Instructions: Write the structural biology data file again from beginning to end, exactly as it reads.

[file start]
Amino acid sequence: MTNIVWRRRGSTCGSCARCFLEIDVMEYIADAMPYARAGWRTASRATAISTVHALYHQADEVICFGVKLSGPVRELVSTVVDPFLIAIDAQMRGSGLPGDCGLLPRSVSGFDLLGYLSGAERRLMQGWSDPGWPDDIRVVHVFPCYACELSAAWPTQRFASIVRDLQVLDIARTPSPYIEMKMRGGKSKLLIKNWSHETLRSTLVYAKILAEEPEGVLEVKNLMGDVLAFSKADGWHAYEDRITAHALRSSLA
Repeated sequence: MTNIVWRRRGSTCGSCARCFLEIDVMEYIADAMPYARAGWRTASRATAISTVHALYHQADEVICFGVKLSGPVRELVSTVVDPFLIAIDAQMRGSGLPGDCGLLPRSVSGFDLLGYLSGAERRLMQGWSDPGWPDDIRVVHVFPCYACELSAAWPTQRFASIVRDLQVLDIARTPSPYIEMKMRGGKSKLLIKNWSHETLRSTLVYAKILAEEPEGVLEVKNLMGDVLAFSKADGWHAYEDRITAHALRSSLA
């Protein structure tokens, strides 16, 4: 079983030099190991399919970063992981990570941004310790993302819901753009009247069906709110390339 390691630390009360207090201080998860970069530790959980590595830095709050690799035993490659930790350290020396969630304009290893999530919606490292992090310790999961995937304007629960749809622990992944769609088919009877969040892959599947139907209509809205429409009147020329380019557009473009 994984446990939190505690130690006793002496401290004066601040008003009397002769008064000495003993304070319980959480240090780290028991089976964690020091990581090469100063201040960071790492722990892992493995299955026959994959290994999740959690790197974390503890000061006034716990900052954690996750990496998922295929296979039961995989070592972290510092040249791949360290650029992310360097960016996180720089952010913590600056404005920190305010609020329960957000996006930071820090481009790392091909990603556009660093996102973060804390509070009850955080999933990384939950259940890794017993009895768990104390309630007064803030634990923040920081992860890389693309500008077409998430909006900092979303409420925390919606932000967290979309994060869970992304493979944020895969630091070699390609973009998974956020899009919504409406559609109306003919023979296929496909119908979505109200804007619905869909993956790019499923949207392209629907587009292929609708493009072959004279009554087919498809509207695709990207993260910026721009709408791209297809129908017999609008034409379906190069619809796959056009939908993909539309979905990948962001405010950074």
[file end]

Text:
Amino acid sequence: MTNIVWRRRGSTCGSCARCFLEIDVMEYIADAMPYARAGWRTASRATAISTVHALYHQADEVICFGVKLSGPVRELVSTVVDPFLIAIDAQMRGSGLPGDCGLLPRSVSGFDLLGYLSGAERRLMQGWSDPGWPDDIRVVHVFPCYACELSAAWPTQRFASIVRDLQVLDIARTPSPYIEMKMRGGKSKLLIKNWSHETLRSTLVYAKILAEEPEGVLEVKNLMGDVLAFSKADGWHAYEDRITAHALRSSLA
Repeated sequence: MTNIVWRRRGSTCGSCARCFLEIDVMEYIADAMPYARAGWRTASRATAISTVHALYHQADEVICFGVKLSGPVRELVSTVVDPFLIAIDAQMRGSGLPGDCGLLPRSVSGFDLLGYLSGAERRLMQGWSDPGWPDDIRVVHVFPCYACELSAAWPTQRFASIVRDLQVLDIARTPSPYIEMKMRGGKSKLLIKNWSHETLRSTLVYAKILAEEPEGVLEVKNLMGDVLAFSKADGWHAYEDRITAHALRSSLA
């Protein structure tokens, strides 16, 4: 079983030099190991399919970063992981990570941004310790993302819901753009009247069906709110390339 390691630390009360207090201080998860970069530790959980590595830095709050690799035993490659930790350290020396969630304009290893999530919606490292992090310790999961995937304007629960749809622990992944769609088919009877969040892959599947139907209509809205429409009147020329380019557009473009 994984446990939190505690130690006793002496401290004066601040008003009397002769008064000495003993304070319980959480240090780290028991089976964690020091990581090469100063201040960071790492722990892992493995299955026959994959290994999740959690790197974390503890000061006034716990900052954690996750990496998922295929296979039961995989070592972290510092040249791949360290650029992310360097960016996180720089952010913590600056404005920190305010609020329960957000996006930071820090481009790392091909990603556009660093996102973060804390509070009850955080999933990384939950259940890794017993009895768990104390309630007064803030634990923040920081992860890389693309500008077409998430909006900092979303409420925390919606932000967290979309994060869970992304493979944020895969630091070699390609973009998974956020899009919504409406559609109306003919023979296929496909119908979505109200804007619905869909993956790019499923949207392209629907587009292929609708493009072959004279009554087919498809509207695709990207993260910026721009709408791209297809129908017999609008034409379906190069619809796959056009939908993909539309979905990948962001405010950074």